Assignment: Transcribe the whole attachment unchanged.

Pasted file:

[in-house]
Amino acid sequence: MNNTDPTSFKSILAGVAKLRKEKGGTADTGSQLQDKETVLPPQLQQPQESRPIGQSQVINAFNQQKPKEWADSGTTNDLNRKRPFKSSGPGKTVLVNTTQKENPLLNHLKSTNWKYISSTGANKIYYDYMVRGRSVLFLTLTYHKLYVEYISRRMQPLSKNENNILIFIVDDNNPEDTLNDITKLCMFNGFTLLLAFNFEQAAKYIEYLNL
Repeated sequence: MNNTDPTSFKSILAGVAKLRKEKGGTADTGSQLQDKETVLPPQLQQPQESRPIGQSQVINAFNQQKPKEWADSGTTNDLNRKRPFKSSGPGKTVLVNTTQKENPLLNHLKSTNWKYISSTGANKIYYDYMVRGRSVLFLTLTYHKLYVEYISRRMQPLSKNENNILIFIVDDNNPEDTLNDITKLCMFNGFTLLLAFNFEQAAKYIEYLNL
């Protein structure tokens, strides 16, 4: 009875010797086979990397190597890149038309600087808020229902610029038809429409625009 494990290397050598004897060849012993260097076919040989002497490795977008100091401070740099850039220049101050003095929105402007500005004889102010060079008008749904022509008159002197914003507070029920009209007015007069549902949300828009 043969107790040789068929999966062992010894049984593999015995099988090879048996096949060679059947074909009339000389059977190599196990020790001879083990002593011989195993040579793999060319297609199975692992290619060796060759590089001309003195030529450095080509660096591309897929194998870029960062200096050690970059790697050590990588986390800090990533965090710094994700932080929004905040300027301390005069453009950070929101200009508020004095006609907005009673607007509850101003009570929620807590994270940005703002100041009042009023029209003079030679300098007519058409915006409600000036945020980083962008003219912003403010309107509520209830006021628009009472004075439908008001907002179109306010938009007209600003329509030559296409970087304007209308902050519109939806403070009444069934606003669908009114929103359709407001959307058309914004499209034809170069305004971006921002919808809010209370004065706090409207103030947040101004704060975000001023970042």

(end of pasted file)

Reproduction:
[in-house]
Amino acid sequence: MNNTDPTSFKSILAGVAKLRKEKGGTADTGSQLQDKETVLPPQLQQPQESRPIGQSQVINAFNQQKPKEWADSGTTNDLNRKRPFKSSGPGKTVLVNTTQKENPLLNHLKSTNWKYISSTGANKIYYDYMVRGRSVLFLTLTYHKLYVEYISRRMQPLSKNENNILIFIVDDNNPEDTLNDITKLCMFNGFTLLLAFNFEQAAKYIEYLNL
Repeated sequence: MNNTDPTSFKSILAGVAKLRKEKGGTADTGSQLQDKETVLPPQLQQPQESRPIGQSQVINAFNQQKPKEWADSGTTNDLNRKRPFKSSGPGKTVLVNTTQKENPLLNHLKSTNWKYISSTGANKIYYDYMVRGRSVLFLTLTYHKLYVEYISRRMQPLSKNENNILIFIVDDNNPEDTLNDITKLCMFNGFTLLLAFNFEQAAKYIEYLNL
């Protein structure tokens, strides 16, 4: 009875010797086979990397190597890149038309600087808020229902610029038809429409625009 494990290397050598004897060849012993260097076919040989002497490795977008100091401070740099850039220049101050003095929105402007500005004889102010060079008008749904022509008159002197914003507070029920009209007015007069549902949300828009 043969107790040789068929999966062992010894049984593999015995099988090879048996096949060679059947074909009339000389059977190599196990020790001879083990002593011989195993040579793999060319297609199975692992290619060796060759590089001309003195030529450095080509660096591309897929194998870029960062200096050690970059790697050590990588986390800090990533965090710094994700932080929004905040300027301390005069453009950070929101200009508020004095006609907005009673607007509850101003009570929620807590994270940005703002100041009042009023029209003079030679300098007519058409915006409600000036945020980083962008003219912003403010309107509520209830006021628009009472004075439908008001907002179109306010938009007209600003329509030559296409970087304007209308902050519109939806403070009444069934606003669908009114929103359709407001959307058309914004499209034809170069305004971006921002919808809010209370004065706090409207103030947040101004704060975000001023970042």